LEAN position on EPBC and institutional reform

October 2022, updated February 2023

1. Commonwealth leadership on arresting environmental decline

Our constitution does not mention the environment, but successive High Court decisions and practice are clear that the Commonwealth “has a substantial, almost plenary, capacity to make laws concerning the environment.”[1] The external affairs power gives near plenary power and several other powers are available, including the corporations power.

LEAN believes restoring Commonwealth leadership on the environment is essential to halting and reversing catastrophic environmental decline. 

2. Simpler, clearer legislation

LEAN notes the EPBC is a very unwieldy piece of legislation, a stitching together of laws that existed pre-1999. This delivers a confusing architecture. The Productivity Commission estimated there are 31 different pathways for major development approval in Australia[2]. The complexity does not deliver good outcomes.

A cleaner, clearer, simpler piece of legislation should be an aim of reform.

3. Objects of the Act

The Act should include outcomes-based objects for biodiversity:

  • end extinctions
  • arrest habitat loss
  • address invasive species

and objects for climate that recognise:

  • the impact of climate change on matters of national environmental significance (MNES), including the increased risk of catastrophic events
  • the need to reduce emissions to protect World Heritage sites, threatened species and other MNES
  • the need to promote and support adaptation and resilience in the face of climate change
  • the contribution of biodiversity and functioning ecosystems to climate change mitigation and adaptation.

An Act with the aim of arresting biodiversity decline must include climate change as a major threat to the environment. LEAN accepts the Government’s position that the primary mechanisms for reducing emissions are in other legislation, but impacts must be dealt with in the EPBC, as must the threshold decision on whether to approve new projects with potentially significant positive or negative impacts on the climate.

4. Strong National Standards

LEAN supports Professor Samuel’s core proposal that new legally enforceable national environmental standards should be outcomes focused.

The new legislation should establish a framework for reviewing and updating these standards and developing new ones.  Standards should be legally enforceable legislative instruments, developed after consultation, including with the states and territories. Standards instruments should be flexible enough to reference other standards or material, but not in a way that could lead to standards in place at any point in time being weakened.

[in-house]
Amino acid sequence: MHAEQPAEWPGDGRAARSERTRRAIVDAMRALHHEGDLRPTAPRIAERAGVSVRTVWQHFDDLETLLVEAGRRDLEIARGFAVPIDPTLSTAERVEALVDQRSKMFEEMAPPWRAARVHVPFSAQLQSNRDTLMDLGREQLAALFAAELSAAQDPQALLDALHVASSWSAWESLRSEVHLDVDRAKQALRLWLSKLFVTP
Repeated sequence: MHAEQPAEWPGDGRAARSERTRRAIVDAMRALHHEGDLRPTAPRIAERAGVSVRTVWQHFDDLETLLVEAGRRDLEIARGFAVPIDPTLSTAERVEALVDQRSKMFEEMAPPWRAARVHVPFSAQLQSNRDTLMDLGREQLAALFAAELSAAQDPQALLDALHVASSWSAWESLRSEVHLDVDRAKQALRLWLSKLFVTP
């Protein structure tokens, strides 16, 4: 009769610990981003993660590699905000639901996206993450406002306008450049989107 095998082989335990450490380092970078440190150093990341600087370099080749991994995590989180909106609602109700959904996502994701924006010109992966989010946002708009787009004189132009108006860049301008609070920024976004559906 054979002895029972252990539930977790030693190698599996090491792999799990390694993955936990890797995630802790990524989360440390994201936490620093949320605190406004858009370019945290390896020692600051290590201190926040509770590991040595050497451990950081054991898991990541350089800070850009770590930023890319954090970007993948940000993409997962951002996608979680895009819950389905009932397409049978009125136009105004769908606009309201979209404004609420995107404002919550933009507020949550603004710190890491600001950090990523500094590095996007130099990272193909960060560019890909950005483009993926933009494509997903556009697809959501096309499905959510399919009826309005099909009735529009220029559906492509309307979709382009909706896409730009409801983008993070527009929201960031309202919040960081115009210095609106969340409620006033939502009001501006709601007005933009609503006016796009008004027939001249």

LEAN’s highest priority is a threatened species protection and recovery standard.

5. No devolution of decision making to the states

LEAN believes Commonwealth leadership is essential to address the environmental challenges facing Australia. Many of the great environmental outcomes in Australia have been delivered by Commonwealth intervention.

Strong and enduring Commonwealth institutional arrangements and robust national environmental standards are the only pathway to entrusting the states and territories with greater responsibilities. LEAN strongly believes the Commonwealth should retain final decision-making power but sees a role for states and territories in project assessment processes, as long as they are in line with strong national environmental standards.

Regional planning can be a useful process for determining conservation priorities to inform decision making, as long as regional planning is grounded in national standards and supported by institutional reform. There are few historical examples of regional planning processes delivering good environmental outcomes, and standards and institutional reform will help ensure past failures are not repeated

6. Bringing RFA regions under environmental standards

Blanket exemptions for landscapes with the richest biodiversity under the law that is specifically intended to conserve that biodiversity, make no sense. Forestry should be treated like any other activity under environment law, rather than subject to an exemption. The implementation of national environmental standards should apply to forests.